Credit Card Debt Up By 30% in the Past Two Years
According to survey results from LendingTree, around 30% of Americans saw their credit card debt increase in the past two years. The key drivers are inflation, which affected 48% of the study’s participants, and loss of income, which was cited by 34%.
The study involving 1,249 consumers also found that 30% of them increased their credit score since the start of the pandemic.
On the other hand, parents and younger generations faced major financial challenges, as 45% of parents and 42% of millennials had a tough time paying bills. It comes as no surprise that 20% of survey participants haven't even checked their credit scores during the pandemic.
"There was a huge disparity in how Americans were affected by the pandemic financially, no question about it. Some folks emerged from the last two years ahead of the game, while others had their financial worlds absolutely devastated," said the chief credit analyst at LendingTree, Matt Schulz.
A separate study conducted by Capital One also shows that 58% of Americans had to take out a loan or spend their savings to cover rising expenses. Only 18% managed to keep pace with the rising cost of living.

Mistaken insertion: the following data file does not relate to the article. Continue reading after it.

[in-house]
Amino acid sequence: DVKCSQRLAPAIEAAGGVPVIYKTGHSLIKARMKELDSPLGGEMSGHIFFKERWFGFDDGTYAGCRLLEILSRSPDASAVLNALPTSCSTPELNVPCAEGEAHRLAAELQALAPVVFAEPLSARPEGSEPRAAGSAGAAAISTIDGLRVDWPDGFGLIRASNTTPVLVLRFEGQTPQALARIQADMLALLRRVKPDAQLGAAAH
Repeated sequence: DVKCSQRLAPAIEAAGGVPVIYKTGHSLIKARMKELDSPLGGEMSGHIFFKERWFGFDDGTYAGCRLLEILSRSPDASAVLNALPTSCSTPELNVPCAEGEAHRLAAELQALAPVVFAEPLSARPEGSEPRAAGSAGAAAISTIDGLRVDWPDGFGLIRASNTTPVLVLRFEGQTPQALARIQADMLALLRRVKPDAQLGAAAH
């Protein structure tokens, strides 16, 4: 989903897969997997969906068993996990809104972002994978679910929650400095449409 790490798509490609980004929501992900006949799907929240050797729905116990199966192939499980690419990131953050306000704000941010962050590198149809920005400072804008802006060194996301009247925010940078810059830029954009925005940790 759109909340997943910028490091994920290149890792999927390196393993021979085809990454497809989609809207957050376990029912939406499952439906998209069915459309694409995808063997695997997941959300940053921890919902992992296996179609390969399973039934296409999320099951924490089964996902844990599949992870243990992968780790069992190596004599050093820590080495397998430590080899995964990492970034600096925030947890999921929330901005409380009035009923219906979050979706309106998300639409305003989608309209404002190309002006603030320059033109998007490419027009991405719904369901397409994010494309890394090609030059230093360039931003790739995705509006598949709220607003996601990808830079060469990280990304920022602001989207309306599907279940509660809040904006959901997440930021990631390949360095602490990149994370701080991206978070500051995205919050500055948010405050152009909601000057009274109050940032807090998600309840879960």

The 40-year high inflation of 7.5% and rising gas prices are likely to prompt the Federal Reserve to increase interest rates in March. This also increases consumer reliance on loans and credit cards to cover expenses.
Only a small portion of the workforce has received a raise that wasn’t based on performance. For low-income workers, only 10% received a raise, which is low compared to 20% of middle and 30% of high earners that had wages increase.
Banks are working to meet the demand for financial health improvements while dealing with the growing digital banking customer base. Chase, Capital One, and Bank of America have lowered overdraft fees and removed others. Furthermore, these banks have also introduced programs for their customers to help consolidate credit card debt.
For years, the clients I worked for were banks. That gave me an insider’s view of how banks and other institutions create financial products and services. Then I entered the world of journalism. Fortunly is the result of our fantastic team’s hard work. I use the knowledge I acquired as a bank copywriter to create valuable content that will help you make the best possible financial decisions.
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